Summary (from Goodreads):
What was once the western United States is now home to the Republic, a nation perpetually at war with its neighbors. Born into an elite family in one of the Republic's wealthiest districts, fifteen-year-old June is a prodigy being groomed for success in the Republic's highest military circles. Born into the slums, fifteen-year-old Day is the country's most wanted criminal. But his motives may not be as malicious as they seem.
From very different worlds, June and Day have no reason to cross paths—until the day June's brother, Metias, is murdered and Day becomes the prime suspect. Caught in the ultimate game of cat and mouse, Day is in a race for his family's survival, while June seeks to avenge Metias's death. But in a shocking turn of events, the two uncover the truth of what has really brought them together, and the sinister lengths their country will go to keep its secrets.
There are a few dystopian books that are way up there on my list. For example, Divergent and Insurgent are up there. As is the Razorland Series by Ann Aguirre. One thing that I really loved about this book was the switching point of views between Day and June, the two main characters (aaanddd...dun, dun, dun...the two love interests). From the very beginning, we've got action speeding us through the book and that's also something that I really liked. Lu's ability to thrust us right into action and the lives of the characters is impressive. Back to the plot.
So like the summary says, June and Day are from opposite worlds in this big government called the Republic. One is rich and the other comes from the slums. So it makes sense that they should never meet right? Nope. When June's brother is murdered, June sets out to avenge his death. Guess who the main suspect is?
Ding, ding, ding. It's Day! June and Day soon meet and it's in a beautiful clash that makes my tummy tingle. Right from the start, June feels something for Day and vice versa but they refuse to admit it which is kinda adorable. :) I'm not going to give away too much of the book but it's a pretty great book. To switch between two characters with different personalities and ideas is a hard thing to do. I commend Lu on doing a nice job with showing June's wariness and closed off personality.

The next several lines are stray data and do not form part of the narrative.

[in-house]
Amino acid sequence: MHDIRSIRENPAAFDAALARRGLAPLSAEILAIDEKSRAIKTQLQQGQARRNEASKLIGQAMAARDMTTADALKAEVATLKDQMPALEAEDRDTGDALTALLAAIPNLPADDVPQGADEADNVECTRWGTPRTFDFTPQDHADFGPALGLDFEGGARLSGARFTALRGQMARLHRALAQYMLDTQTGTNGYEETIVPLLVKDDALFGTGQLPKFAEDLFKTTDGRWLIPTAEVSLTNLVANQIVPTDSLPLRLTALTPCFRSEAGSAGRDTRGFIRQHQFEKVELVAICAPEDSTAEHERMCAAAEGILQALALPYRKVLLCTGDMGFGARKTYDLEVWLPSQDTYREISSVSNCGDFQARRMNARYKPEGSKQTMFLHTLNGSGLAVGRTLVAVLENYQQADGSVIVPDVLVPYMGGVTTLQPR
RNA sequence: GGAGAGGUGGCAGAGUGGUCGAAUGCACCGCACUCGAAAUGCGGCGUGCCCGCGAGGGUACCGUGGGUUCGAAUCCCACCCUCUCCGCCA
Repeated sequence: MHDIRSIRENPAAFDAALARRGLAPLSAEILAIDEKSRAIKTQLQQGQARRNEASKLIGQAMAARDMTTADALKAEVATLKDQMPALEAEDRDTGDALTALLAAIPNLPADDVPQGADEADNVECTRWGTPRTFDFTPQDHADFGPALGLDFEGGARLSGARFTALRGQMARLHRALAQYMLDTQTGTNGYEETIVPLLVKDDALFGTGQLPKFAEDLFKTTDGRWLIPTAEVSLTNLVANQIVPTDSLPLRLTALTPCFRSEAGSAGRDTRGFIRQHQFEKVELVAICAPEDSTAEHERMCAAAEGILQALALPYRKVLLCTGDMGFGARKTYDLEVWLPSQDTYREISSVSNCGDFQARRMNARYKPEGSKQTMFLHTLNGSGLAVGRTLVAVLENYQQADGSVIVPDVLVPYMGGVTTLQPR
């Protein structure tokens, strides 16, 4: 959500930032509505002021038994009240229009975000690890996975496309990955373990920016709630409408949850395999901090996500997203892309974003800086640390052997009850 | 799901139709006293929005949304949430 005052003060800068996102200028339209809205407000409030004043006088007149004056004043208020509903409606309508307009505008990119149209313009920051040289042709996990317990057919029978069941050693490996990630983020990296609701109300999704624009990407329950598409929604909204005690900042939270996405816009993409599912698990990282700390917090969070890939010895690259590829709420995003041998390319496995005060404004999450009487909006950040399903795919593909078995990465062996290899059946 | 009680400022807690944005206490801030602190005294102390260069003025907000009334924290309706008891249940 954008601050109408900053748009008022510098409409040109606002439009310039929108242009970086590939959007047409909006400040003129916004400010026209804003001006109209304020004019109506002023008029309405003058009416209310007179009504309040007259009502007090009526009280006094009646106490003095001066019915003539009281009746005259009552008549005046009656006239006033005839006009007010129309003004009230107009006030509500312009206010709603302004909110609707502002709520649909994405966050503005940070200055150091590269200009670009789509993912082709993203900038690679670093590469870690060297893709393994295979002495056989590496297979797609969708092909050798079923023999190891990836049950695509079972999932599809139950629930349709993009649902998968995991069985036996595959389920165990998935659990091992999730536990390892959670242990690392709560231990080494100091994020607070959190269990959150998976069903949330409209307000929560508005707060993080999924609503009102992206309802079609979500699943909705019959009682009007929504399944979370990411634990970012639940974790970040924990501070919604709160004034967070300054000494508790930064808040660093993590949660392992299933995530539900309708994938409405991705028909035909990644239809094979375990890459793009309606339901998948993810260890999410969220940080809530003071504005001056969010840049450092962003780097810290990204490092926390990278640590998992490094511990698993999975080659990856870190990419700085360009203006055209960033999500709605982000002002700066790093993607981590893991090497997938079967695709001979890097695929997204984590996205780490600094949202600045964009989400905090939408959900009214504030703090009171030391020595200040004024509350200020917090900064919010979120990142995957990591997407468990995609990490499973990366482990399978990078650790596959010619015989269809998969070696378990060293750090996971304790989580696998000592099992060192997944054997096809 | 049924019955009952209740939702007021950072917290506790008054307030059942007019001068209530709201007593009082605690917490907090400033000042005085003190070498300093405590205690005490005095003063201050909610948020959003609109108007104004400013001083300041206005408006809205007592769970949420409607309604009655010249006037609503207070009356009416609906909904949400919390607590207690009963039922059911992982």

Another thing I really enjoyed is the setting. You got this contrast between the poor and the rich and the schism between them. The tension is strong as each resents the other. Though Lu did a great job with world building, I would've liked to see more vivid descriptions because that would've, in my opinion, strengthened the book.
Also, for the romance between June and Day, I really liked the pace it went at. With some books, you have the characters falling in love immediately and others, where it NEVER PICKS UP. Here, we get a slight buildup but not too slow as the mystery of Metias's death is slowly revealed. Which is great! We can all fall in love...together. (I don't know. Don't judge.)
Lastly, Metias's mysterious circumstances is slowly unravelled. We never really get to meet him but I like how well Lu shows us piece by piece the circumstances of his murder. It keeps questions flowing. Who murdered him? Why? And what did they want to do in the grander scheme of things?
All in all, I enjoyed Legend. It was a fast-paced read and I read it in about three hours. I have read the other books in the series as well and I may blog about them, too! Keep a look out!
You can buy Legend on Amazon!
Marie Lu (www.marielu.org) is the author of the New York Times bestselling novels Legend, Prodigy, and Champion, as well as The Young Elites. She graduated from the University of Southern California and jumped into the video game industry, working for Disney Interactive Studios as a Flash artist. Now a full-time writer, she spends her spare time reading, drawing, playing Assassin's Creed, and getting stuck in traffic. She lives in Los Angeles, California (see above: traffic), with one husband, one Chihuahua mix, and two Pembroke Welsh corgis.